Financial Impact of Improved Pressure Ulcer Staging in the Acute Hospital with Use of a New Tool, the NE1 Wound Assessment Tool

Article (PDF Available)inAdvances in skin & wound care 25(4):158-66 · April 2012with82 Reads
DOI: 10.1097/01.ASW.0000413597.20438.d2 · Source: PubMed
Abstract
The NE1 Wound Assessment Tool (NE1 WAT; Medline Industries, Inc, Mundelein, Illinois), previously called the N.E. One Can Stage, was shown to significantly improve accuracy of pressure ulcer (PrU) staging. Improved PrU staging has many potential benefits, including improved care for the patient and better reimbursement. Medicare has incentivized good care and accurate identification of PrUs in the acute care hospital through an additional payment, the Medicare Severity-Diagnosis Related Group (MS-DRG). This article examines the financial impact of NE1 WAT use on the acute care hospital relative to MS-DRG reimbursement. PrU staging accuracy with and without use of the NE1 WAT from previous data was compared with acute care hospital PrU rates obtained from the 2006 National Inpatient Sample. Hill-Rom International Pressure Ulcer Prevalence Survey data were used to estimate the number of MS-DRG-eligible PrUs. There are between 390,000 and 130,000 MS-DRG-eligible PrUs annually. Given current PrU staging accuracy, approximately $209 million in MS-DRG money is being collected. With the improved staging afforded by the NE1 WAT, this figure is approximately $763.9 million. Subtracting the 2 reveals $554.9 million in additional reimbursement that could be generated by using the NE1 WAT. There is a tremendous financial incentive to improve PrU staging. The NE1 WAT has been shown to improve PrU staging accuracy significantly. This improvement has the potential to improve the financial health of acute care hospitals caring for patients with PrUs.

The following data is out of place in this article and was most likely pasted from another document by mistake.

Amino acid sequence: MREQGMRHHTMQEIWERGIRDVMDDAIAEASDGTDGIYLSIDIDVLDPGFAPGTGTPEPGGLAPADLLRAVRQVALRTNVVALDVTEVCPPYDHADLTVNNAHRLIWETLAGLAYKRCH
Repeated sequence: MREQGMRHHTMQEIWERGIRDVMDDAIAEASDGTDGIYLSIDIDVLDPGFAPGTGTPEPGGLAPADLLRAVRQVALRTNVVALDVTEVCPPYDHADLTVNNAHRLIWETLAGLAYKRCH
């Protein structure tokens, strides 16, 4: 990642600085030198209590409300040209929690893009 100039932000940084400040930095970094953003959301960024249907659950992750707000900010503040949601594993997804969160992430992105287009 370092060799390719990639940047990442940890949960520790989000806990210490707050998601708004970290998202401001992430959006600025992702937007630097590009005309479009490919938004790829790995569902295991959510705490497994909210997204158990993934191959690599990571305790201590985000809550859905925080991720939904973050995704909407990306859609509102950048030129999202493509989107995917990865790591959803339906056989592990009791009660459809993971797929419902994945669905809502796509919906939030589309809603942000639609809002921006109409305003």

Financial Impact of Improved Pressure Ulcer Staging
in the Acute Hospital with Use of a New Tool,